Schizophrenia-like illness lasting less than six months is known as schizophreniform disorder. A diagnosis of schizophrenia can lead to symptoms of psychosis, including delusions, hallucinations, and erratic behavior. Schizophreniform is also referred as imagination disorder.
Psychotic disorders, such as schizophrenia, share many characteristics with brief psychotic disorders. However, unlike a person suffering from short-term psychosis, schizophreniform disorder symptoms last for weeks or months.
It usually lasts between 1 and 6 months. Schizophrenia is technically referred to as schizophreniform disorder. Imagination disorder will be ruled out before schizoaffective disorder or bipolar disorder can be diagnosed. The symptoms of schizophrenia cannot be resolved, so the diagnosis is schizophrenia.
You will learn about the causes and symptoms of schizophreniform disorder, how it differs from schizophrenia, and more.
Read: Down Syndrome
What is schizophreniform disorder?
Schizophreniform disorder is a temporary form of psychosis, a serious mental illness that can affect your ability to:
- Expresses emotions
- Perceive reality
- Relate to others
Like schizophrenia and other psychoses, schizophreniform is the result of a mental condition in which it is impossible to distinguish between what is real and what is imagined. Schizophrenia persists for life, but schizoaffective disorder lasts for between one and six months.
Is schizophreniform disorder common?
It affects one out of every 1,000 individuals.
Who is more likely to suffer from schizophreniform disorder?
Between the ages of 18 and 24, the imagination disorder affects both men and women equally. However, men are often affected earlier. Women are most likely to suffer from it between the ages of 24 and 35.
Schizophrenia vs. schizophreniform disorder
There is no difference between schizophrenia and schizophreniform. They differ only in their duration.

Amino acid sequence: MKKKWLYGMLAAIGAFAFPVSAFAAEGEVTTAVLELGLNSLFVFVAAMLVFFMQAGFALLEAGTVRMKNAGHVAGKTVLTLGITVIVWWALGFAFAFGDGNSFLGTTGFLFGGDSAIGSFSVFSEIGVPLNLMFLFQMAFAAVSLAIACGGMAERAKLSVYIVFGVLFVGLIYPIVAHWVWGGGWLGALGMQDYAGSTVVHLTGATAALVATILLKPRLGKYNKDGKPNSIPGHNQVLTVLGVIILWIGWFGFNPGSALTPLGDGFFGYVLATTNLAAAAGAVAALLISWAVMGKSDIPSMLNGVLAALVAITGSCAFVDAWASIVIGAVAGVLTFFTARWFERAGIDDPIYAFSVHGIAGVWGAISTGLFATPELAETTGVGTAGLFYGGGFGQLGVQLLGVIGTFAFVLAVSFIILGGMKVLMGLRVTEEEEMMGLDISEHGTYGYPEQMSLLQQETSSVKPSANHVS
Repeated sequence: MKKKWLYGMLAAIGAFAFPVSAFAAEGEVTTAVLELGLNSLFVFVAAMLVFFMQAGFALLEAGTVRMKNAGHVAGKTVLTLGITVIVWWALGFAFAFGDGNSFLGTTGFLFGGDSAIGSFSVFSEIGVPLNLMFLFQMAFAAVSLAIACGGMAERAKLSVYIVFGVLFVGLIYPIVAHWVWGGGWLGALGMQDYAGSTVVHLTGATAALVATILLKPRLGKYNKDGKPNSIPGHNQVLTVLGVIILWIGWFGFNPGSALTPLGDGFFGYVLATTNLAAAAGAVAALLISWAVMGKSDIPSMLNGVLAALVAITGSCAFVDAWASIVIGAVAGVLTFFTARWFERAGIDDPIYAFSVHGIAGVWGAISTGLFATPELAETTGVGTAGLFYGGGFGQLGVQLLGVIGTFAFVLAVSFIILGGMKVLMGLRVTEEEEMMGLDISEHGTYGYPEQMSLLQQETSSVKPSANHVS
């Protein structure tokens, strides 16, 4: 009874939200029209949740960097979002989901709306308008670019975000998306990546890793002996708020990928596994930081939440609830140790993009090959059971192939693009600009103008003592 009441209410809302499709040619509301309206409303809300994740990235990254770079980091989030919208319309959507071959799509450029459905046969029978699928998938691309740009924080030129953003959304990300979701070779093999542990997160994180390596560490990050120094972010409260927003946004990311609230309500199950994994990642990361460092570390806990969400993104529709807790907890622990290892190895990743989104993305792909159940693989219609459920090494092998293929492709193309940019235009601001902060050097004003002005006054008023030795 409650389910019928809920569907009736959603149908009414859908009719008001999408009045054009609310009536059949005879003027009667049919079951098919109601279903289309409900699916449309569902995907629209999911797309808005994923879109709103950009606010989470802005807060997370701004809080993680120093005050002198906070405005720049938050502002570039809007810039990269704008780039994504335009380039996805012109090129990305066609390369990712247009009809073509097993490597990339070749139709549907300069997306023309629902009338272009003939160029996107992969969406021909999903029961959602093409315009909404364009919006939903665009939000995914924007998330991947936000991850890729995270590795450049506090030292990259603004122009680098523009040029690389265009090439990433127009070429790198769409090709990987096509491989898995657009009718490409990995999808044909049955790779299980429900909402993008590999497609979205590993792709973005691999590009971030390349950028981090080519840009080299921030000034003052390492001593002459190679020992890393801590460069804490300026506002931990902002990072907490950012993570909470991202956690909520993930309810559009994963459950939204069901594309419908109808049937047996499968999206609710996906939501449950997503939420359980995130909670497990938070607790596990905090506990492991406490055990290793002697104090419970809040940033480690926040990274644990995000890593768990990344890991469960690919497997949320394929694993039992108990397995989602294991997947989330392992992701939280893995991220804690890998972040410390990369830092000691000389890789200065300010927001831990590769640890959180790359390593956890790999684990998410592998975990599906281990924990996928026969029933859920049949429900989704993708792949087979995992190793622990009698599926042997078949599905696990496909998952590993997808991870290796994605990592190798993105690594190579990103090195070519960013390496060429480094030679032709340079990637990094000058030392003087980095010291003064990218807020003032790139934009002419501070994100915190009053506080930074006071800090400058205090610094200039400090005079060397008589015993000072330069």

Scientists have identified that the same symptoms are caused by three different diseases. Doctors use the following criteria to diagnose the illness:
- Brief psychotic episode: Lasts less than one month.
- Schizophreniform disorder: This disorder usually lasts between 1 and 6 months.
- Schizophrenia: The symptoms can persist for longer than 6 months.
Read: Paranoid schizophrenia
What causes schizophreniform disorder?
Researchers believe environmental, genetic, and biochemical factors may play a role in schizophreniform disorder, although the exact cause is unknown.
- Genetics (heredity): Parents may pass on to their children an inclination to develop schizophreniform disorder. Children with a family history of this disorder are more likely to develop it than the general population. However, inheritance does not guarantee a child will inherit imagination disorder.
- Brain chemistry: Certain chemicals in the brain might be out of balance in a person who has schizophrenia or schizophreniform disorder. A neurotransmitter is a chemical substance that helps nerve cells communicate between each other in the brain. Chemical imbalances can affect the transmission of signals, resulting in symptoms.
- Environmental factors: People who inherit a tendency to develop schizophreniform disorder may be triggered by certain environmental factors. Stressful events and poor social interactions may be among these triggers.
What are the symptoms of schizophreniform disorder?
Schizophreniform disorder has symptoms similar to schizophrenia, including the following:
- Delusions (false beliefs that don’t have any basis in reality and that you refuse to give up despite knowing they are false).
- Hallucinations are illusions (seeing, smelling, hearing, and feeling things that aren’t real).
- A disorganized speech is when you do not state your position clearly, use nonsense words, or jump from one subject to another quickly.
- Strange or unusual behavior, such as pacing, circling and writing continuously.
- Other symptoms of the disease include: limited emotional expression, lack of energy, poor hygiene and grooming habits, loss of interest or enjoyment in life, and withdrawal from friends, family, and social activities.
What are the complications of schizophreniform disorder?
Schizophreniform disorder is associated with schizophrenia in about two-thirds of patients. Schizophreniform disorder is often accompanied by depression, increasing the risk of suicide.